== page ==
Jazz, film, and improvised culture.
SIFF ’16: Island Funeral
make up less than five percent of Thailand’s population, but an Islamist insurgency
still decided it deserved to run the (nearly 95% Buddhist) country. Laila was raised
in the Islamic faith, but as a hip, well-educated Bangkokian, she is
psychologically and geographically removed from the southern insurgency. A road
trip to Pattani potentially holds cultural and political revelations for her,
as well as the hint of supernatural mysteries afoot in Pimpaka Towira’s Island Funeral (trailer here), which screens
during the 2016 Seattle International Film Festival.
seems to be the only member of her family that remembers her Aunt Zainub and
even that is a distant memory. Nevertheless, for some reason the young woman
had an urge to reconnect with her distant kin, who seemed to be expecting her
call. Although she is a modern independent woman, Laila’s father insists she
travel with her brother Zugood (whose college buddy Toy tags along for reasons
that soon escape him).
the old man had reasonable cause for concern, given the rising insurgency
activity and the national government’s corresponding military deployments.
However, none of those big picture conflicts penetrate past Laila’s windshield.
They have more pressing concerns. The trio is as lost in Thailand as Xu Zheng and Wang Baoqiang, but the atmosphere is definitely eerier, especially when Laila
insists she saw a naked woman in chains run across the highway. Zugood and Toy try
to convince her it was nothing, but everything means something in a film like
are times in the first two acts we are keenly aware we are watching Laila drive
around in circles. Yet, the third act is something radically different, marked
by a strange vibe that suggests some sort of paranormal business is happening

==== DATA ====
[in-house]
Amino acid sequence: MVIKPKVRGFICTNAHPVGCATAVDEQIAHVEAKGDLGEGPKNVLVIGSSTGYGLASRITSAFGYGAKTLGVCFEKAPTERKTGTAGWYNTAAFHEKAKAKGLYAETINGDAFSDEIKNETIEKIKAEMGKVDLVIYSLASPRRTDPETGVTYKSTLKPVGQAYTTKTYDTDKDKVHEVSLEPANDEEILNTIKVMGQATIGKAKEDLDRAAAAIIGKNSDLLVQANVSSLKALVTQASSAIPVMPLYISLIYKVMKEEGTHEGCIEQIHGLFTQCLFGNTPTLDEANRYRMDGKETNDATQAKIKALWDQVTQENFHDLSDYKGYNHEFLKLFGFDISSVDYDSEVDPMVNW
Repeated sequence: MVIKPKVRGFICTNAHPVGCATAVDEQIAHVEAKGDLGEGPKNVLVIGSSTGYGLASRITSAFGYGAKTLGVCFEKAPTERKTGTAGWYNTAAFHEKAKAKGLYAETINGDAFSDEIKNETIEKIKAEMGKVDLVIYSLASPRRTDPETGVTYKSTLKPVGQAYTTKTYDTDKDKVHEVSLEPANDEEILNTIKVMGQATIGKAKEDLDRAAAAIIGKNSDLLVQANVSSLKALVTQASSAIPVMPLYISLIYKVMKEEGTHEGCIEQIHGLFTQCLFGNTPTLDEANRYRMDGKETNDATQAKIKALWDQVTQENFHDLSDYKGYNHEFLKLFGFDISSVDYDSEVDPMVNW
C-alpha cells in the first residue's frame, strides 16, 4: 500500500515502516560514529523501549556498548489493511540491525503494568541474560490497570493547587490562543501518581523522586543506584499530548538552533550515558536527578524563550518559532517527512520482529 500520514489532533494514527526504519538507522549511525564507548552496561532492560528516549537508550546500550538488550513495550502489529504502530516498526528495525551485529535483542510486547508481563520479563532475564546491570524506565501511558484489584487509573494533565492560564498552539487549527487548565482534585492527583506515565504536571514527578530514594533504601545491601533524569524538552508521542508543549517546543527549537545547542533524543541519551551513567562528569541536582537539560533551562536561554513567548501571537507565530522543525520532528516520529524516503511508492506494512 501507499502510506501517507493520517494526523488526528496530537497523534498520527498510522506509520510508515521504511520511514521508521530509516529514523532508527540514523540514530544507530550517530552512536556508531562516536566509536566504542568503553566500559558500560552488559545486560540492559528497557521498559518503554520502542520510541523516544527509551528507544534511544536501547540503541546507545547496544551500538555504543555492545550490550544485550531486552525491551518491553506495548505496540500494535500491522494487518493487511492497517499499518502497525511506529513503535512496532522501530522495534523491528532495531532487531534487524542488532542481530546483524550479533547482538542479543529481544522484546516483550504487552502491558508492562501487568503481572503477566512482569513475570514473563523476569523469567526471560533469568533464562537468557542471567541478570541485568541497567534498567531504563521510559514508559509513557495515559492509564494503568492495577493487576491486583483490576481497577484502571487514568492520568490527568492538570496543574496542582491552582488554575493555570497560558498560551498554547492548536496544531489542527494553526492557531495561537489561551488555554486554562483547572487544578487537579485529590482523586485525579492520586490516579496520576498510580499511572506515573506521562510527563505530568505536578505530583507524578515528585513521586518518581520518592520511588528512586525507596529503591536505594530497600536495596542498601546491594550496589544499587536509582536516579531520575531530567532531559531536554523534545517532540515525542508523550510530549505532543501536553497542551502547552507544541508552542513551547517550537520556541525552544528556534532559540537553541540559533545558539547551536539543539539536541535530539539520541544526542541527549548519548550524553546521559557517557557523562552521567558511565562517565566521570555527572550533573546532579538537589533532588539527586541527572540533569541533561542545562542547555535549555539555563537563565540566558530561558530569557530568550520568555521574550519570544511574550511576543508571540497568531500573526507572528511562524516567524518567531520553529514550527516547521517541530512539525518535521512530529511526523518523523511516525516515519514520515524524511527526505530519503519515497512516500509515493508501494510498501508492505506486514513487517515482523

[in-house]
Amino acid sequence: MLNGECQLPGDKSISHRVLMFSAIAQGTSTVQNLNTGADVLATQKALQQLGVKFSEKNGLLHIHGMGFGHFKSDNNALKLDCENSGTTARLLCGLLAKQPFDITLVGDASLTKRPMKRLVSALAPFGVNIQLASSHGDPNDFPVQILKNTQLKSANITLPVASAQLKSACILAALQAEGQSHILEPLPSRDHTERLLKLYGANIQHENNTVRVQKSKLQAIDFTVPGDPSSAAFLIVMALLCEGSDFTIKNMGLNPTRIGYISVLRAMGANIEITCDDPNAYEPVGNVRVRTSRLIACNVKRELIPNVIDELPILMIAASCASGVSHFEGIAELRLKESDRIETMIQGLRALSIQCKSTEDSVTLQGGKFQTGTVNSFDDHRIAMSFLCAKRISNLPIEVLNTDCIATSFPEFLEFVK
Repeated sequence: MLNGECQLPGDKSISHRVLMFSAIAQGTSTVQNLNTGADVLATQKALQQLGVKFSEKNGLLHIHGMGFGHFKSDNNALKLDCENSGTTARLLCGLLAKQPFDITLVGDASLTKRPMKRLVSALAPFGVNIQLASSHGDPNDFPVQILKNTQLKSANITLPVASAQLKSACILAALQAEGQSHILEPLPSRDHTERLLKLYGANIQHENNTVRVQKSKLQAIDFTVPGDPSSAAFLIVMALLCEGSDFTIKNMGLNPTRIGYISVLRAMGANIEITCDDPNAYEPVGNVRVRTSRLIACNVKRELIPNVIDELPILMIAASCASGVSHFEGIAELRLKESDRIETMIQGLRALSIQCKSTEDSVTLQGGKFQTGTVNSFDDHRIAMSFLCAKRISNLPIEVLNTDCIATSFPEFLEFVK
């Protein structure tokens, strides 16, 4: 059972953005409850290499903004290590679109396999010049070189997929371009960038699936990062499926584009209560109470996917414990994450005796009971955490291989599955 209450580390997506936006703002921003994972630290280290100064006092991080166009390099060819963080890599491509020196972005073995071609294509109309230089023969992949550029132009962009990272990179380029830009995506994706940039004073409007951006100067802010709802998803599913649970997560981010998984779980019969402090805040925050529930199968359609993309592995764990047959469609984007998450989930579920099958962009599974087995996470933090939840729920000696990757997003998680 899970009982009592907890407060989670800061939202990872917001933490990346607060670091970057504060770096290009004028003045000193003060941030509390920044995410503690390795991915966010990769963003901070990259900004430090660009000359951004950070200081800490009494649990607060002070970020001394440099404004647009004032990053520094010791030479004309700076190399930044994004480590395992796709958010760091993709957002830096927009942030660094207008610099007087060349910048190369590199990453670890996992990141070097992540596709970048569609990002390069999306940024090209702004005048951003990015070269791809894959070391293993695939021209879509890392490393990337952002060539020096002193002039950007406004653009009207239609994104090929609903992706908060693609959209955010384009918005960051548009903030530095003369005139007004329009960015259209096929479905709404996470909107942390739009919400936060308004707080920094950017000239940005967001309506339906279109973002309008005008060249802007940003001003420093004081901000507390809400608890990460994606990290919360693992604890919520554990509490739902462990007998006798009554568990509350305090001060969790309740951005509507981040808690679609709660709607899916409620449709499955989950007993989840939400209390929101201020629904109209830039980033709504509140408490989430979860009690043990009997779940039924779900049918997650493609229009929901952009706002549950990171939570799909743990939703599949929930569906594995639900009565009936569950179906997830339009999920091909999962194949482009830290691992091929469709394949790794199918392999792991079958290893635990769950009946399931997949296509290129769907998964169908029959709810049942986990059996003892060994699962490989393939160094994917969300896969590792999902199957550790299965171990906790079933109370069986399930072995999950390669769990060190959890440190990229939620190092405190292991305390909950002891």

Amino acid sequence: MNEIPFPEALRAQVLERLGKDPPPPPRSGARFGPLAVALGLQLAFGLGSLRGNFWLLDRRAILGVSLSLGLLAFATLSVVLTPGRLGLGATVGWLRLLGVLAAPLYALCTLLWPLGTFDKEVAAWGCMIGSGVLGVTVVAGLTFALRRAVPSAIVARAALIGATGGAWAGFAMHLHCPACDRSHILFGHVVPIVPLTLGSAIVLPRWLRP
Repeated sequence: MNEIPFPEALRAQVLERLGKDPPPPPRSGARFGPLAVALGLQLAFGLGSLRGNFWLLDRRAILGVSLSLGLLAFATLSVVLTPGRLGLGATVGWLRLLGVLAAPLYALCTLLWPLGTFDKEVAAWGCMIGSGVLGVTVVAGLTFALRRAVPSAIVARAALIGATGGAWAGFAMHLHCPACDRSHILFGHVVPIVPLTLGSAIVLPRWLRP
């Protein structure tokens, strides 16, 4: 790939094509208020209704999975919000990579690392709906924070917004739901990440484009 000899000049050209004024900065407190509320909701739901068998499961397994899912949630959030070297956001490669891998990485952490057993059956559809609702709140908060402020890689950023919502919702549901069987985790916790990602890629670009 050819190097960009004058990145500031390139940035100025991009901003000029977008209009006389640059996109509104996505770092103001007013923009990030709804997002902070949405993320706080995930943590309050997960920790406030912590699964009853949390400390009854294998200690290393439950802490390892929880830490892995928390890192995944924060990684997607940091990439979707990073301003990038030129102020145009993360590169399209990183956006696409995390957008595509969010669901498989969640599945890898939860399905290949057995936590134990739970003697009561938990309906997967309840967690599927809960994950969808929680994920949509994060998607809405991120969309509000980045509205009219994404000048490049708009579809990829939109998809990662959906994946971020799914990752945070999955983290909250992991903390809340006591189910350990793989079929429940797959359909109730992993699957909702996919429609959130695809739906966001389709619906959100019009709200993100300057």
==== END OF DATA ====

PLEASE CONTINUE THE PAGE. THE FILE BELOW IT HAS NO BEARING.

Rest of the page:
just outside our field of vision. Zainub’s ancestral home and island village are
also quite a distinctive setting, like a tropical Shangri-La inhabited by elder
is hard to formulate a clinical reaction to Funeral,
because it is an immersive kind of film that insists viewers acclimate to its rhythms.
Fortunately, it is relatively easy to just surrender and go with it, thanks to
Heen Sasithorn charismatic performance as Laila. Without question, she is far
brighter and much more proactive than her brother and his ambiguous roommate. In
contrast to Aukrit Pornsumpunsuk and Yossawat’s almost intentionally meek performances
as Zugood and Toy, Pattanapong Sriboonrueang is silently fierce and steely as
Surin, the mysterious loner who guides Laila to her aunt. Kiatsuda Piromya also
has a grand presence befitting Zainub. She makes quite an entrance, amply
paying off all Towira’s build-up.
is a meditative film that doggedly maintains its
ambiguities, yet we also get a sense of Towira playfully riffing on gender stereotypes
of both East and West. The bits involving Laila constantly getting lost and
Zugood compulsively asking for directions at rest stops could have almost been
lifted from a Honeymooners episode,
but the scenery sure is different. You can just feel the tropical humidity
throughout the film. Again, Funeral is
a tricky beast to render critical judgment on, because it will feel highly
accessible and motivated to those who see a fair amount of slow cinema at
festivals, but it will still frustrate viewers who don’t know “Joe”
Weerasethakul from Joe Sarno. Recommended for admirers of the former, Island Funeral screens tomorrow (5/22)
and Friday (5/27) as part of this year’s SIFF.
Labels: SIFF '16, Thai Film